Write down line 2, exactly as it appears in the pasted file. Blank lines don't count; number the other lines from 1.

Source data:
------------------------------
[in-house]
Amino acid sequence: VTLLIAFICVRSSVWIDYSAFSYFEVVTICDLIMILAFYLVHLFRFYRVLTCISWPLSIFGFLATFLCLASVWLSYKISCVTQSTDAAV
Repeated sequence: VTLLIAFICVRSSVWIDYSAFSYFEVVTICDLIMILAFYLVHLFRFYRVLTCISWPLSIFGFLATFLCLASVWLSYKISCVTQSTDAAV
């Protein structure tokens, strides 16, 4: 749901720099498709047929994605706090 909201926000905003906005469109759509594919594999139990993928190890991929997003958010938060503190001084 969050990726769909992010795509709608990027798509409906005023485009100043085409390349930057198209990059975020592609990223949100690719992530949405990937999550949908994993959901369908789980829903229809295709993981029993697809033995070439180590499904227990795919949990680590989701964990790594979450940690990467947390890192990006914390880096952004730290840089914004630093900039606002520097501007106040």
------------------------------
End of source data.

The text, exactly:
Amino acid sequence: VTLLIAFICVRSSVWIDYSAFSYFEVVTICDLIMILAFYLVHLFRFYRVLTCISWPLSIFGFLATFLCLASVWLSYKISCVTQSTDAAV